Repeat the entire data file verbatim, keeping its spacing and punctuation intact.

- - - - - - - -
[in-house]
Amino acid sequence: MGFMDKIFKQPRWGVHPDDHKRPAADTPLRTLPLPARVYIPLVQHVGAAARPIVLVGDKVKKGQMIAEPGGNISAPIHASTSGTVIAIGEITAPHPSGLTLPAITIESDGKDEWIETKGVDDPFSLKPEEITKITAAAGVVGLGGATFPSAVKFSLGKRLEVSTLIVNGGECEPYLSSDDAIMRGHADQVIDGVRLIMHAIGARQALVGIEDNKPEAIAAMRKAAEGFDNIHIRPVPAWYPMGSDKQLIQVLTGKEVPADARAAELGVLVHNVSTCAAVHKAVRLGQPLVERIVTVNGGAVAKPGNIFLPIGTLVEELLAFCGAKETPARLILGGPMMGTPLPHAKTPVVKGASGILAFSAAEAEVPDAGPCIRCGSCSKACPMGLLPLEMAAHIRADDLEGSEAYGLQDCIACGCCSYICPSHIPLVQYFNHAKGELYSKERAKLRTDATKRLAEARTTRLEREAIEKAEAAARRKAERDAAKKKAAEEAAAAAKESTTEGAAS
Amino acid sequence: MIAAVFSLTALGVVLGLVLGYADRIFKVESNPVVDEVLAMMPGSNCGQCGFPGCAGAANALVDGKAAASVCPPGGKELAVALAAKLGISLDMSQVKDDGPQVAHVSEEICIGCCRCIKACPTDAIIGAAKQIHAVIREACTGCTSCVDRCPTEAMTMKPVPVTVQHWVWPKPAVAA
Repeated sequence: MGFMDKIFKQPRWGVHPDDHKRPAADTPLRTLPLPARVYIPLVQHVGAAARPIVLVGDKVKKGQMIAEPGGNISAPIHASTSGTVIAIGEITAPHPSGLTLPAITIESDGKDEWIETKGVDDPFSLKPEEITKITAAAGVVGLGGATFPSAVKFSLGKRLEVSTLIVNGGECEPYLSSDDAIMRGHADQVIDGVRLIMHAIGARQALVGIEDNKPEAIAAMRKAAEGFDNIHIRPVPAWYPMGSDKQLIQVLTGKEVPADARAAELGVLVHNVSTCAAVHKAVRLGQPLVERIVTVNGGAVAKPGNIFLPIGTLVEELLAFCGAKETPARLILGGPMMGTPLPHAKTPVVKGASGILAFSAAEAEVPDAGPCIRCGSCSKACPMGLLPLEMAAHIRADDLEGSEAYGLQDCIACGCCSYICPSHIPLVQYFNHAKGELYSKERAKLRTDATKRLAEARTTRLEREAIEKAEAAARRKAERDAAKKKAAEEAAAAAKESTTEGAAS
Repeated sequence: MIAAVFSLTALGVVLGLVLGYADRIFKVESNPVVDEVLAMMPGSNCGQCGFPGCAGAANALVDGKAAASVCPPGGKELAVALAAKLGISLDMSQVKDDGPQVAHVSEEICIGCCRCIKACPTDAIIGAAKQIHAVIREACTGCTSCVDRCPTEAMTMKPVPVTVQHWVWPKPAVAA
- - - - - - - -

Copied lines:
[in-house]
Amino acid sequence: MGFMDKIFKQPRWGVHPDDHKRPAADTPLRTLPLPARVYIPLVQHVGAAARPIVLVGDKVKKGQMIAEPGGNISAPIHASTSGTVIAIGEITAPHPSGLTLPAITIESDGKDEWIETKGVDDPFSLKPEEITKITAAAGVVGLGGATFPSAVKFSLGKRLEVSTLIVNGGECEPYLSSDDAIMRGHADQVIDGVRLIMHAIGARQALVGIEDNKPEAIAAMRKAAEGFDNIHIRPVPAWYPMGSDKQLIQVLTGKEVPADARAAELGVLVHNVSTCAAVHKAVRLGQPLVERIVTVNGGAVAKPGNIFLPIGTLVEELLAFCGAKETPARLILGGPMMGTPLPHAKTPVVKGASGILAFSAAEAEVPDAGPCIRCGSCSKACPMGLLPLEMAAHIRADDLEGSEAYGLQDCIACGCCSYICPSHIPLVQYFNHAKGELYSKERAKLRTDATKRLAEARTTRLEREAIEKAEAAARRKAERDAAKKKAAEEAAAAAKESTTEGAAS
Amino acid sequence: MIAAVFSLTALGVVLGLVLGYADRIFKVESNPVVDEVLAMMPGSNCGQCGFPGCAGAANALVDGKAAASVCPPGGKELAVALAAKLGISLDMSQVKDDGPQVAHVSEEICIGCCRCIKACPTDAIIGAAKQIHAVIREACTGCTSCVDRCPTEAMTMKPVPVTVQHWVWPKPAVAA
Repeated sequence: MGFMDKIFKQPRWGVHPDDHKRPAADTPLRTLPLPARVYIPLVQHVGAAARPIVLVGDKVKKGQMIAEPGGNISAPIHASTSGTVIAIGEITAPHPSGLTLPAITIESDGKDEWIETKGVDDPFSLKPEEITKITAAAGVVGLGGATFPSAVKFSLGKRLEVSTLIVNGGECEPYLSSDDAIMRGHADQVIDGVRLIMHAIGARQALVGIEDNKPEAIAAMRKAAEGFDNIHIRPVPAWYPMGSDKQLIQVLTGKEVPADARAAELGVLVHNVSTCAAVHKAVRLGQPLVERIVTVNGGAVAKPGNIFLPIGTLVEELLAFCGAKETPARLILGGPMMGTPLPHAKTPVVKGASGILAFSAAEAEVPDAGPCIRCGSCSKACPMGLLPLEMAAHIRADDLEGSEAYGLQDCIACGCCSYICPSHIPLVQYFNHAKGELYSKERAKLRTDATKRLAEARTTRLEREAIEKAEAAARRKAERDAAKKKAAEEAAAAAKESTTEGAAS
Repeated sequence: MIAAVFSLTALGVVLGLVLGYADRIFKVESNPVVDEVLAMMPGSNCGQCGFPGCAGAANALVDGKAAASVCPPGGKELAVALAAKLGISLDMSQVKDDGPQVAHVSEEICIGCCRCIKACPTDAIIGAAKQIHAVIREACTGCTSCVDRCPTEAMTMKPVPVTVQHWVWPKPAVAA